Institute of Astronomy

News and Press Releases

Gaia reveals major galaxy collision that changed the Milky Way

Published on 20/08/2018 

An international team of astronomers has discovered an ancient and dramatic head-on collision between the Milky Way and a smaller object, dubbed ‘the Sausage Galaxy’. The cosmic crash was a defining event in the early history of the Milky Way and reshaped the structure of our Galaxy, fashioning both the Galaxy’s inner bulge and its outer halo, as reported in a series of new papers.

Paper by IoA Astronomer is Wikipedia's 3rd most-cited journal article

Published on 25/05/2018 

Nature has revealed a list of the most-cited journal articles on Wikipedia -- and IoA astronomer Floor van Leeuwen's 2007 paper comes in at number 3. "Validation of the new Hipparcos reduction", published in 2007 by Astronomy and Astrophysics, is the third-most-referenced paper on Wikipedia, cited by nearly 3,000 English Wikipedia pages.

Gaia mission releases 3D census of over 1 billion stars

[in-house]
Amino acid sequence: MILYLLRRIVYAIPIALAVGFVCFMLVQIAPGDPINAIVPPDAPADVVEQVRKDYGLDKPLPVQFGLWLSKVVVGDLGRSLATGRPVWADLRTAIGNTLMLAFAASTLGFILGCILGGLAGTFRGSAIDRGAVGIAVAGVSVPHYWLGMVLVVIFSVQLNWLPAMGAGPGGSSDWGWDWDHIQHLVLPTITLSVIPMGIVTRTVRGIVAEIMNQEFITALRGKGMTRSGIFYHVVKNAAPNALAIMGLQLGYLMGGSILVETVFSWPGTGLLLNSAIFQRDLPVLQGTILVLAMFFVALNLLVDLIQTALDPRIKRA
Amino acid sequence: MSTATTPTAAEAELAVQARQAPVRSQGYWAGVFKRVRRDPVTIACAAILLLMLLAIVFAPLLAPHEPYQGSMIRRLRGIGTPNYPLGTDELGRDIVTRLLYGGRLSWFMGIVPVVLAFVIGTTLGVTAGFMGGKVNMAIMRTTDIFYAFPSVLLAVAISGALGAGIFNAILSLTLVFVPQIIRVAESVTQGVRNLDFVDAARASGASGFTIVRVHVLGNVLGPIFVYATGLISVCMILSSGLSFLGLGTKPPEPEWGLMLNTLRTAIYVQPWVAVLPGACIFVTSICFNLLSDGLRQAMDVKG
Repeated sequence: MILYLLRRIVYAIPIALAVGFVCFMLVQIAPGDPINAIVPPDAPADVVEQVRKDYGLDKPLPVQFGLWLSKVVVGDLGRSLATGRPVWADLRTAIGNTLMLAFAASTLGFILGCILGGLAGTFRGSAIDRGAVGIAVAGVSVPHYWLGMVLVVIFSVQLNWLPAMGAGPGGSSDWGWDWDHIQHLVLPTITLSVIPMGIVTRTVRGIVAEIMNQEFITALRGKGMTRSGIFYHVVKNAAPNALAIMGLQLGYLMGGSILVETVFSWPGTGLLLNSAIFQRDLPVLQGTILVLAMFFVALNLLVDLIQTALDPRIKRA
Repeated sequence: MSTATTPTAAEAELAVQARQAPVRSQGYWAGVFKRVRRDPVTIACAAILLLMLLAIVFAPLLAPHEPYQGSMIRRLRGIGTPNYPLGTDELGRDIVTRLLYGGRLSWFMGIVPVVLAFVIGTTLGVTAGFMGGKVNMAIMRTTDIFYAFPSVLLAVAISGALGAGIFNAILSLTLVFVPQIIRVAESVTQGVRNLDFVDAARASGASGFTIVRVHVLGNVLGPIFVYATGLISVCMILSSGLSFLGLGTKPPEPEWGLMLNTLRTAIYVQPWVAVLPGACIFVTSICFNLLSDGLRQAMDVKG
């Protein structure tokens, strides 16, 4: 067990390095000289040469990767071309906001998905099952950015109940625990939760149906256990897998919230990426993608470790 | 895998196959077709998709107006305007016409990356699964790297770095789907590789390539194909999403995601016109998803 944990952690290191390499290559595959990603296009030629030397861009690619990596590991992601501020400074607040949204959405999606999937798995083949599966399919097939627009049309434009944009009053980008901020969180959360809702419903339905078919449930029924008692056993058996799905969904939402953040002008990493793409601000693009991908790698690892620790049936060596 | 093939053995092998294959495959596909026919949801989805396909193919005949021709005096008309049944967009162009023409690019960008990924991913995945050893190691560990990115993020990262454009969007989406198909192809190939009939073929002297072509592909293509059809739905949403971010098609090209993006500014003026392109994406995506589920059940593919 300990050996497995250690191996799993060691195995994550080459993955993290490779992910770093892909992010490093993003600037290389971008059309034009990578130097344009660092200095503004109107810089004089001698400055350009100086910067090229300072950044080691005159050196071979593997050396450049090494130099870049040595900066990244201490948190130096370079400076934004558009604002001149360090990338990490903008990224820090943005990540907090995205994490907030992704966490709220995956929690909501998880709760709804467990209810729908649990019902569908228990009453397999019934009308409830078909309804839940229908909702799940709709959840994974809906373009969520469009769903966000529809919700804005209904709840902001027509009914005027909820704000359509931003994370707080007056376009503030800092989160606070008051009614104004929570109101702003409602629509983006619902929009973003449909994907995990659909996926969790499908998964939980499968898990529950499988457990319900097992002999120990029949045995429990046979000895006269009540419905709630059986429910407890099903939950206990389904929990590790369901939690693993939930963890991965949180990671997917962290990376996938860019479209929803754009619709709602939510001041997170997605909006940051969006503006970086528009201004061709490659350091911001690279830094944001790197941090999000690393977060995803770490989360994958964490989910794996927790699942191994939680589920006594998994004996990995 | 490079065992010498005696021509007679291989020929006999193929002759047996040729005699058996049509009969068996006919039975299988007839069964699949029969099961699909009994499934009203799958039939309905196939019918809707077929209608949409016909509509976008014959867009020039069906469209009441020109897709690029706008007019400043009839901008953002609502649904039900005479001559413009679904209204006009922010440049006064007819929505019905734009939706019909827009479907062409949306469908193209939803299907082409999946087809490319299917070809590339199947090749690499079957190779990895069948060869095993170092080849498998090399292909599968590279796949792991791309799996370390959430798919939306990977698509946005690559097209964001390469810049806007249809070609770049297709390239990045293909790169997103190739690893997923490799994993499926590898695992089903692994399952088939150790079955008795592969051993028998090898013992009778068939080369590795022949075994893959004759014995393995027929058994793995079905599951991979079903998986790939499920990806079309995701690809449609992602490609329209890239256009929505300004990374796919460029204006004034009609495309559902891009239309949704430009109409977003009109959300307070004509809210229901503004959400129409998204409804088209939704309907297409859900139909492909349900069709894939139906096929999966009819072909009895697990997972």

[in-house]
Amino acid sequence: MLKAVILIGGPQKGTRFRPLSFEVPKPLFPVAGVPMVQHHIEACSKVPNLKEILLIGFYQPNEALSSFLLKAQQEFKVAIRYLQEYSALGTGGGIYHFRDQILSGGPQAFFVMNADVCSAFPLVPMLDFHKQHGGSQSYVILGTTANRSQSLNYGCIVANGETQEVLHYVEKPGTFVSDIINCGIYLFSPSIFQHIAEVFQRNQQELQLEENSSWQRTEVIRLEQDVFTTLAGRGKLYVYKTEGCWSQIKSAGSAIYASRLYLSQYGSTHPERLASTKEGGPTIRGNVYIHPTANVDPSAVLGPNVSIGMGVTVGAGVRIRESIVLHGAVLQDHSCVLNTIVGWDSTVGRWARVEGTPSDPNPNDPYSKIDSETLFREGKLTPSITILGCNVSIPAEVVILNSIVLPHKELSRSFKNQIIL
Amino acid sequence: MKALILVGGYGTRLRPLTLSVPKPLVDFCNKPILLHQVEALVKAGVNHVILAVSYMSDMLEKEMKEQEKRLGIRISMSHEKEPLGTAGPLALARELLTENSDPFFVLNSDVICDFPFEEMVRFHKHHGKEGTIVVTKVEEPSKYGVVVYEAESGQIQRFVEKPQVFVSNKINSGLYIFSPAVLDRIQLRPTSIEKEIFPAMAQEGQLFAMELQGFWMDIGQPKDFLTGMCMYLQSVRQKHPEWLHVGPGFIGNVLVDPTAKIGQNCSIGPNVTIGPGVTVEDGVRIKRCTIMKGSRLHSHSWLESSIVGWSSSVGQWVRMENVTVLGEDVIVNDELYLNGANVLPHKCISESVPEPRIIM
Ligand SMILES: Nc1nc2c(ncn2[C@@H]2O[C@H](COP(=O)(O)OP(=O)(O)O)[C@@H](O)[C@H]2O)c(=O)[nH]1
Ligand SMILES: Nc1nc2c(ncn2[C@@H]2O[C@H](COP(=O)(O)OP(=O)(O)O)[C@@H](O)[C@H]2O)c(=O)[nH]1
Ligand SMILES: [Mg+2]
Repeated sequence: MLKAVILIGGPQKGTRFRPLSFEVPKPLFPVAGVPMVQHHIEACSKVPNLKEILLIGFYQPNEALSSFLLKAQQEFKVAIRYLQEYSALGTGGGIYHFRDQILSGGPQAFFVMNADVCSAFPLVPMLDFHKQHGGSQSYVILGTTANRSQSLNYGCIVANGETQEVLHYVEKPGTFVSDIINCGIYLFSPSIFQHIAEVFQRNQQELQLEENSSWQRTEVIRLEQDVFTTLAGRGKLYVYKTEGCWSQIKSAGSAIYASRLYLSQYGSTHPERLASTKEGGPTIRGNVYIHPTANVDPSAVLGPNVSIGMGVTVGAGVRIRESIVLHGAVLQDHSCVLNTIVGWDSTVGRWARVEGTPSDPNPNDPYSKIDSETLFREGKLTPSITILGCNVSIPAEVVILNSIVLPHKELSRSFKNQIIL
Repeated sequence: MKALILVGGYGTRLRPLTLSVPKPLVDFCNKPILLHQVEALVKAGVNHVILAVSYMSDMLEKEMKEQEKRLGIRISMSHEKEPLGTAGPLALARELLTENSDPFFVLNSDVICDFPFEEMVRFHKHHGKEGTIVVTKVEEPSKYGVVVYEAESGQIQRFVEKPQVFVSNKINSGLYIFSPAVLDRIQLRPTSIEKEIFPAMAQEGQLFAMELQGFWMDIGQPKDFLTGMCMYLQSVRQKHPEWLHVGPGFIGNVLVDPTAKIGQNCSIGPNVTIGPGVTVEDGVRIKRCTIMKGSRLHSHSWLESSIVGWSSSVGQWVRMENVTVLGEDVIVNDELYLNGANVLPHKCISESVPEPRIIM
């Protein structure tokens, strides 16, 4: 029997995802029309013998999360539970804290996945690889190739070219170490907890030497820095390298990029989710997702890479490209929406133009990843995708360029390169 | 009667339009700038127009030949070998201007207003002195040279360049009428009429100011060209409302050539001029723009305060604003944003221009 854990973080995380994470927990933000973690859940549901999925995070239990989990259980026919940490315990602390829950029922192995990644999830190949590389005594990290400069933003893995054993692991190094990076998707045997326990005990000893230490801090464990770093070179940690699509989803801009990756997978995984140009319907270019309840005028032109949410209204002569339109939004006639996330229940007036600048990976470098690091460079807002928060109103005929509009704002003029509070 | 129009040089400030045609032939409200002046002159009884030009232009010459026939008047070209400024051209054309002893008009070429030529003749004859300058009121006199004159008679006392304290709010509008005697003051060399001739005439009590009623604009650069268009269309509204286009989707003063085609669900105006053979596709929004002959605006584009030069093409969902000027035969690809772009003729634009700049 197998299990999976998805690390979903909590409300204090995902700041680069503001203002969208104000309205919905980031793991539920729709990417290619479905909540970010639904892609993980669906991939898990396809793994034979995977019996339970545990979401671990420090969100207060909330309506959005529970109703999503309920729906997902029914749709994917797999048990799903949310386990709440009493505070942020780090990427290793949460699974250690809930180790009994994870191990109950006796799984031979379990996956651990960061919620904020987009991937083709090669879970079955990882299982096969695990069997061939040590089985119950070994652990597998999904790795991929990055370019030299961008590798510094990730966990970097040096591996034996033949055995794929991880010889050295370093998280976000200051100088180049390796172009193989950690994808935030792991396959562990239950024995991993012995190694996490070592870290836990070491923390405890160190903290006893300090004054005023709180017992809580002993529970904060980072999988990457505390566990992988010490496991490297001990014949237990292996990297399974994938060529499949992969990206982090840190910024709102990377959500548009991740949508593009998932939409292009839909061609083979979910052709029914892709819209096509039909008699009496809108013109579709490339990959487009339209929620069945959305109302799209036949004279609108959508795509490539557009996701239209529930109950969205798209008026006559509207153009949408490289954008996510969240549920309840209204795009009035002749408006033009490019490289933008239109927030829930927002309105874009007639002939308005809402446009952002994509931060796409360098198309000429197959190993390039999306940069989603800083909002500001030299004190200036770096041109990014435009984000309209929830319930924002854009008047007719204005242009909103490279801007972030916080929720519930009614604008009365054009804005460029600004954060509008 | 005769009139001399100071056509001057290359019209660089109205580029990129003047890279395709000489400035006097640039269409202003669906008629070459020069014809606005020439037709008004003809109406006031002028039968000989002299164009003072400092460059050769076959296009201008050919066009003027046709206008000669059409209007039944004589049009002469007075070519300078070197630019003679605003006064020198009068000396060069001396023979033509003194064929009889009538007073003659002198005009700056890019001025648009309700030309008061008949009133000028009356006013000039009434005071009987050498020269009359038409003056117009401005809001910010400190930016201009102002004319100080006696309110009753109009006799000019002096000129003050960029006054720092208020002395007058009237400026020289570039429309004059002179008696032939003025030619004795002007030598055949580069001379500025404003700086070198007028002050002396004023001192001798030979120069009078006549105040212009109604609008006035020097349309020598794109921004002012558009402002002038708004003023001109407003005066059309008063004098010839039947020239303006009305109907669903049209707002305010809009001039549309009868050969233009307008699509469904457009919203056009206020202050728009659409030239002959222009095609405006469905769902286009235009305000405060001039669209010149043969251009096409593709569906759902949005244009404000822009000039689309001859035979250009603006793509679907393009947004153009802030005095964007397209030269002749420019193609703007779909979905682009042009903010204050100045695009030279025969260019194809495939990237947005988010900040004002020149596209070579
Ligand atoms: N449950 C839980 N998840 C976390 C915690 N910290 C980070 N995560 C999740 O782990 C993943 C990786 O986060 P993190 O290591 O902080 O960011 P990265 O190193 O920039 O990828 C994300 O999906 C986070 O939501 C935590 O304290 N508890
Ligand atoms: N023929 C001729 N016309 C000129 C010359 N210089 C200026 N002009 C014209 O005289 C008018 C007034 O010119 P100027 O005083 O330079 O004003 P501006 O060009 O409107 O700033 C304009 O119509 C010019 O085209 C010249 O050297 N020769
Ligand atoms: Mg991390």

Published on 24/04/2018 

The European Space Agency's Gaia mission has released its second batch of data. This release includes information on 1.7 billion objects (including stars, galaxies, quasars, and asteroids). This dataset covers a volume of space 1000 times greater than the previous Gaia release, with a hundredfold improvement in precision. This data will benefit almost all branches of astronomy, shedding light on the formation of our Solar System, the evolution of stars, the history of the Milky Way, the distribution of dark matter, and the calibration the Universe's distance scale.

Stephen Hawking (1942–2018)

Published on 14/03/2018 

Professor Stephen Hawking has died peacefully at his home in Cambridge at the age of 76.

Stephen Hawking was one of the most famous scientists in the world -- acclaimed as a world-leading researcher in mathematical physics, for his best-selling books about space, time and the cosmos, and for his astonishing triumph over adversity.

Dark Energy Survey publicly releases first three years of data

Published on 10/01/2018 

At a special session held during the American Astronomical Society meeting in Washington, D.C., scientists of the Dark Energy Survey (DES) announced  the public release of their first three years of data. This first major release of data from the Survey includes information on about 400 million astronomical objects, including distant galaxies billions of light years away as well as stars in our own galaxy.